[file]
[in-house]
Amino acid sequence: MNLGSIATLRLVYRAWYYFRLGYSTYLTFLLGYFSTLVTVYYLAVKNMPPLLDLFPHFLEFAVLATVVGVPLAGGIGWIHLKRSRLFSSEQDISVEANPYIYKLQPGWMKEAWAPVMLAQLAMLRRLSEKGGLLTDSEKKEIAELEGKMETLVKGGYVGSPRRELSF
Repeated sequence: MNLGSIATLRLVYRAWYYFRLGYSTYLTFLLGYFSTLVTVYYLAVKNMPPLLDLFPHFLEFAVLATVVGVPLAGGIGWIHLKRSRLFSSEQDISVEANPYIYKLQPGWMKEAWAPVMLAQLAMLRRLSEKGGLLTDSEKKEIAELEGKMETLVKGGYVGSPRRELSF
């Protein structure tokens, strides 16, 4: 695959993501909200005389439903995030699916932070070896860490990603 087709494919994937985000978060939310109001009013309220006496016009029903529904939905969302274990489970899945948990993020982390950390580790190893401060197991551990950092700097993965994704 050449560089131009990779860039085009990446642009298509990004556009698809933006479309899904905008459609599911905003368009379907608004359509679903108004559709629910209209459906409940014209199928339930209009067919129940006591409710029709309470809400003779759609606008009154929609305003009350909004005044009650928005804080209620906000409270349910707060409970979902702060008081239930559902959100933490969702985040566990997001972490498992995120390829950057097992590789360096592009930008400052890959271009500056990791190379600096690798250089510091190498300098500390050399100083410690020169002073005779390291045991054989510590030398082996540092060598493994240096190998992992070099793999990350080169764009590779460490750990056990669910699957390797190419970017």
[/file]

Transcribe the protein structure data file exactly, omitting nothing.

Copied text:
[in-house]
Amino acid sequence: MNLGSIATLRLVYRAWYYFRLGYSTYLTFLLGYFSTLVTVYYLAVKNMPPLLDLFPHFLEFAVLATVVGVPLAGGIGWIHLKRSRLFSSEQDISVEANPYIYKLQPGWMKEAWAPVMLAQLAMLRRLSEKGGLLTDSEKKEIAELEGKMETLVKGGYVGSPRRELSF
Repeated sequence: MNLGSIATLRLVYRAWYYFRLGYSTYLTFLLGYFSTLVTVYYLAVKNMPPLLDLFPHFLEFAVLATVVGVPLAGGIGWIHLKRSRLFSSEQDISVEANPYIYKLQPGWMKEAWAPVMLAQLAMLRRLSEKGGLLTDSEKKEIAELEGKMETLVKGGYVGSPRRELSF
């Protein structure tokens, strides 16, 4: 695959993501909200005389439903995030699916932070070896860490990603 087709494919994937985000978060939310109001009013309220006496016009029903529904939905969302274990489970899945948990993020982390950390580790190893401060197991551990950092700097993965994704 050449560089131009990779860039085009990446642009298509990004556009698809933006479309899904905008459609599911905003368009379907608004359509679903108004559709629910209209459906409940014209199928339930209009067919129940006591409710029709309470809400003779759609606008009154929609305003009350909004005044009650928005804080209620906000409270349910707060409970979902702060008081239930559902959100933490969702985040566990997001972490498992995120390829950057097992590789360096592009930008400052890959271009500056990791190379600096690798250089510091190498300098500390050399100083410690020169002073005779390291045991054989510590030398082996540092060598493994240096190998992992070099793999990350080169764009590779460490750990056990669910699957390797190419970017």